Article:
It will be understood that, if desired, the control voltage for the system of Pig; 6 may be derived from in shunt to the anode-cathode elements of the tube It in the manner shown in any of Figs. 1, 3 or 4.

It is to be noted that one advantage of deriving the control voltage from a connection in shunt to the terminals of the tube, or in shunt to an impedance connected across the tube, is that a definite phase relation may be maintained between the cathode-anode potential of the relay and the control voltage applied to the grid, regardless of load or other circuit conditions.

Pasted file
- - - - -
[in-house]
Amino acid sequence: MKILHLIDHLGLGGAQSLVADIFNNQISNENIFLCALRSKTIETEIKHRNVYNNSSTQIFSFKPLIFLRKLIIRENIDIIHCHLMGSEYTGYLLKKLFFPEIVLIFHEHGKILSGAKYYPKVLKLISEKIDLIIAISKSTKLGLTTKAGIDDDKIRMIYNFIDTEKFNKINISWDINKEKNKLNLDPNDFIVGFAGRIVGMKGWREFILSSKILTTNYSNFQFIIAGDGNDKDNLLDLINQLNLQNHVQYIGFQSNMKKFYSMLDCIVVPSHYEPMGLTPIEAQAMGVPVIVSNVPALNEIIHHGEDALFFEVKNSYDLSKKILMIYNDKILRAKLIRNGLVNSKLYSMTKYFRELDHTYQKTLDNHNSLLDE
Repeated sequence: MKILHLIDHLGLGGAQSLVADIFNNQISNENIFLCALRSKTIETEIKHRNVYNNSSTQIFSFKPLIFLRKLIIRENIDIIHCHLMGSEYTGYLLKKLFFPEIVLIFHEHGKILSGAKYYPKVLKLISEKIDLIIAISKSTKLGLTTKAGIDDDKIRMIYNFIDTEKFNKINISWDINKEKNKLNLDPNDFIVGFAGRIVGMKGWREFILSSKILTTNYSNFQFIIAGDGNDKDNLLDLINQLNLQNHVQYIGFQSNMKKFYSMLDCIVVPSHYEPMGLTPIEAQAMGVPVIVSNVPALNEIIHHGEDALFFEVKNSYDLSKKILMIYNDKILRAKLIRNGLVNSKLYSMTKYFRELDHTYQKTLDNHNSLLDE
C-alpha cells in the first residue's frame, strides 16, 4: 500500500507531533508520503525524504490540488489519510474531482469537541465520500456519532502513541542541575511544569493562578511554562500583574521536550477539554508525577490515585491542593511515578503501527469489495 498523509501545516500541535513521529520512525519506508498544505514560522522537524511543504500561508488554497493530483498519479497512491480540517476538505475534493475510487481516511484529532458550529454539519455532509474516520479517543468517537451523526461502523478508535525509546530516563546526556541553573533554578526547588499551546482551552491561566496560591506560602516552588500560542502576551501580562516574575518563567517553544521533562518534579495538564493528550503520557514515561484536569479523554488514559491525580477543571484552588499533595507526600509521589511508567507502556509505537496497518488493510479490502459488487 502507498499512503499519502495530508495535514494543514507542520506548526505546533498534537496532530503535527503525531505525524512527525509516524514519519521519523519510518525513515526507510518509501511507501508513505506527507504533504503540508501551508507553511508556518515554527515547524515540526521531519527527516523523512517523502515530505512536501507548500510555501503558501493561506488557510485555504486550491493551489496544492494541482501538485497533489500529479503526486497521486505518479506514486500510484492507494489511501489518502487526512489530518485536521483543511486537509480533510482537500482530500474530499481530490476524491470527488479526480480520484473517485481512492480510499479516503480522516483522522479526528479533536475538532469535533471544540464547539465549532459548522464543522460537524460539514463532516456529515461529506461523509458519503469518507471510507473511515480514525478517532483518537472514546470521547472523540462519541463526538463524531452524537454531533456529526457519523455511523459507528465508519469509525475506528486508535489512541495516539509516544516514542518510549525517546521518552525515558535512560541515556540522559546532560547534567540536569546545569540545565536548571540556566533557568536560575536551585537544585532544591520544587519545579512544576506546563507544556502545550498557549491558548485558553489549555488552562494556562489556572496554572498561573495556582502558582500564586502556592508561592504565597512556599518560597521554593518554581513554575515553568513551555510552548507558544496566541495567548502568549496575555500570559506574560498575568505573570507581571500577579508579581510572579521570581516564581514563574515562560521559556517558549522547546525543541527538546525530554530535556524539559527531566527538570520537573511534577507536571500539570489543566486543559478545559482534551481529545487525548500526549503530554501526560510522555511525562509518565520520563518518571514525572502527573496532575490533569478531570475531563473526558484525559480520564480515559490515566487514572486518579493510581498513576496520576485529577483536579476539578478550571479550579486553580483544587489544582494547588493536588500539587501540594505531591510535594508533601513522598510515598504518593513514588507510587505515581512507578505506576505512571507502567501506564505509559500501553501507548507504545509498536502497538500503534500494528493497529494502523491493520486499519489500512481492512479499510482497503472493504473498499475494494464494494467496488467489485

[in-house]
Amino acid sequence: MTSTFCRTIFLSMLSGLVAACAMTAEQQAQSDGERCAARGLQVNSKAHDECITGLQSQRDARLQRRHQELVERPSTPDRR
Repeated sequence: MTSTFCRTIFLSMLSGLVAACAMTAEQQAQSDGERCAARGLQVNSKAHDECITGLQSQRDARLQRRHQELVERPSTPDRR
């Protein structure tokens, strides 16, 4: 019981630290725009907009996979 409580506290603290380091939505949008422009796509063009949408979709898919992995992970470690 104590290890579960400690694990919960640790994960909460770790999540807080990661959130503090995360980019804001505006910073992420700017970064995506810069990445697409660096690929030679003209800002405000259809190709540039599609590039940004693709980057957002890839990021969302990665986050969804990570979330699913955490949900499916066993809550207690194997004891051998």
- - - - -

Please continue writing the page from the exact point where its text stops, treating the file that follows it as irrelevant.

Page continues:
I While I preferto derive the control voltage from in shunt to the tube or in shunt to a part It will be obvious that in each of an impedance element connected across the 1 tube as described, so that the control voltage varies in value in accordance with the cathodeanode voltage of the tube, fairly good r'ulation may be obtained by using a control voltage of substantially constant value. v For this purpose the control voltage may be derived from across the line conductors. preferably on the input side In the appended claims, the term fvariable current circuit" applies either to the load circuit proper or to the primary circuit of the booster transformer. The term translating device is intended to cover either a load device or a device such as the booster transformer Tb disclosed in Figures 1 to 4. The term in series with is to be interpreted broadly to cover either a connection directly in series with another element, as where the tube R is connected in series with the load L in Figure 6, or effectively in series, as where the tube R is connected effectively in series with the load in Fig. 5 by meansoi the transformer Ta. Also, the term in shunt to is to be interpreted broadly to cover either a direct shunt connection of the exciting or control circuit across the relay R as shown in Figures 1, 3, Land 5, or an effective shunt connection as shown in Figure 2 through transformer Ta.